Dark Reading is part of the Informa Tech Division of Informa PLC

This site is operated by a business or businesses owned by Informa PLC and all copyright resides with them.Informa PLC's registered office is 5 Howick Place, London SW1P 1WG. Registered in England and Wales. Number 8860726.

Vulnerabilities / Threats //

Vulnerability Management

1/4/2019
03:35 PM
50%
50%

How Intel Has Responded to Spectre and Meltdown

In a newly published editorial and video, Intel details what specific actions it has taken in the wake of the discovery of the CPU vulnerabilities.
Previous
1 of 7
Next

In January of 2018, the world was introduced to two game-changing CPU vulnerabilities, Spectre and Meltdown, that brought "speculative execution side-channel vulnerability" into the enterprise IT security lexicon. Since then, a number of variants of the initial vulnerabilities have been found, along with new vulnerabilities taking advantage of similar functions within the CPUs.

Early on, chip manufacturers and software publishers rushed to release mitigation code, some of which had significant unintended consequences, including multiple system reboots and dramatic application slowdown. Since those early days after the vulns were disclosed, the response has become more measured. But many customers are still wary of any response — especially since many of the updates are either mandatory within an operating system's update stream or baked into new releases of hardware and software.

Intel kicked off 2019 with a Jan. 2 editorial laying out its response to the Spectre and Meltdown vulnerabilities over the past year. The chip giant says the culture of the company has changed since the advent of Spectre and Meltdown, and its response has been effective. But vulnerabilities in the core of a CPU tend not to lend themselves too rapid, complete fixes, Intel says.

Here's a look at Intel's retrospective on Spectre and Meltdown as well as commentary from industry experts. While questions remain about whether most users should place these vulnerabilities high on their list of concerns, there is no question that the vulnerabilities - and the response to the vulnerabilities - have had an impact on every organization and individual purchasing a computer in 2018 and beyond.

Have Spectre and Meltdown figured into your security planning? Let us know in the comment section below.

(Image: Meltdownattack.com)

 

Curtis Franklin Jr. is Senior Editor at Dark Reading. In this role he focuses on product and technology coverage for the publication. In addition he works on audio and video programming for Dark Reading and contributes to activities at Interop ITX, Black Hat, INsecurity, and ... View Full Bio

Previous
1 of 7
Next
Comment  | 
Print  | 
More Insights
Comments
Newest First  |  Oldest First  |  Threaded View
COVID-19: Latest Security News & Commentary
Dark Reading Staff 7/9/2020
Introducing 'Secure Access Service Edge'
Rik Turner, Principal Analyst, Infrastructure Solutions, Omdia,  7/3/2020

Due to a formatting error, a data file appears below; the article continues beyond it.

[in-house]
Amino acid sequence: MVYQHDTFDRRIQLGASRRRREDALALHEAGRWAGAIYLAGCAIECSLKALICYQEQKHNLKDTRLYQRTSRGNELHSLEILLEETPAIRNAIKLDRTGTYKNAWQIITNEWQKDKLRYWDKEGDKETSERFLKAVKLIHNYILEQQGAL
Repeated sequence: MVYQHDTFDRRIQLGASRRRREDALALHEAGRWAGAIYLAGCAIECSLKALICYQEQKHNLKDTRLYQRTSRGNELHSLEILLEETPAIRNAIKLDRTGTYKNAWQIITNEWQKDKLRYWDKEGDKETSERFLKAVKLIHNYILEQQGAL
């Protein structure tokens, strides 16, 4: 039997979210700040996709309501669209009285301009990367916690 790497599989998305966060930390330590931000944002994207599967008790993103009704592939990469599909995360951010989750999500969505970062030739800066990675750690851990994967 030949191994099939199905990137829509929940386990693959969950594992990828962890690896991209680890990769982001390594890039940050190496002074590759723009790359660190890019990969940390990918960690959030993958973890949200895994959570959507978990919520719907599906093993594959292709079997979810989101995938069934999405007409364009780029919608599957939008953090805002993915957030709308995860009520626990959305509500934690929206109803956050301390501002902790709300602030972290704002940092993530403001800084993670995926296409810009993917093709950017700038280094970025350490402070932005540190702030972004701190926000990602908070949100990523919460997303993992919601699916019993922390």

Russian Cyber Gang 'Cosmic Lynx' Focuses on Email Fraud
Kelly Sheridan, Staff Editor, Dark Reading,  7/7/2020
Register for Dark Reading Newsletters
White Papers
Video
Cartoon
Current Issue
Special Report: Computing's New Normal, a Dark Reading Perspective
This special report examines how IT security organizations have adapted to the "new normal" of computing and what the long-term effects will be. Read it and get a unique set of perspectives on issues ranging from new threats & vulnerabilities as a result of remote working to how enterprise security strategy will be affected long term.
Flash Poll
Twitter Feed
Dark Reading - Bug Report
Bug Report
Enterprise Vulnerabilities
From DHS/US-CERT's National Vulnerability Database
CVE-2020-15001
PUBLISHED: 2020-07-09
An information leak was discovered on Yubico YubiKey 5 NFC devices 5.0.0 to 5.2.6 and 5.3.0 to 5.3.1. The OTP application allows a user to set optional access codes on OTP slots. This access code is intended to prevent unauthorized changes to OTP configurations. The access code is not checked when u...
CVE-2020-15092
PUBLISHED: 2020-07-09
In TimelineJS before version 3.7.0, some user data renders as HTML. An attacker could implement an XSS exploit with maliciously crafted content in a number of data fields. This risk is present whether the source data for the timeline is stored on Google Sheets or in a JSON configuration file. Most T...
CVE-2020-15093
PUBLISHED: 2020-07-09
The tough library (Rust/crates.io) prior to version 0.7.1 does not properly verify the threshold of cryptographic signatures. It allows an attacker to duplicate a valid signature in order to circumvent TUF requiring a minimum threshold of unique signatures before the metadata is considered valid. A ...
CVE-2020-15299
PUBLISHED: 2020-07-09
A reflected Cross-Site Scripting (XSS) Vulnerability in the KingComposer plugin through 2.9.4 for WordPress allows remote attackers to trick a victim into submitting an install_online_preset AJAX request containing base64-encoded JavaScript (in the kc-online-preset-data POST parameter) that is execu...
CVE-2020-4173
PUBLISHED: 2020-07-09
IBM Guardium Activity Insights 10.6 and 11.0 does not set the secure attribute on authorization tokens or session cookies. Attackers may be able to get the cookie values by sending a http:// link to a user or by planting this link in a site the user goes to. The cookie will be sent to the insecure l...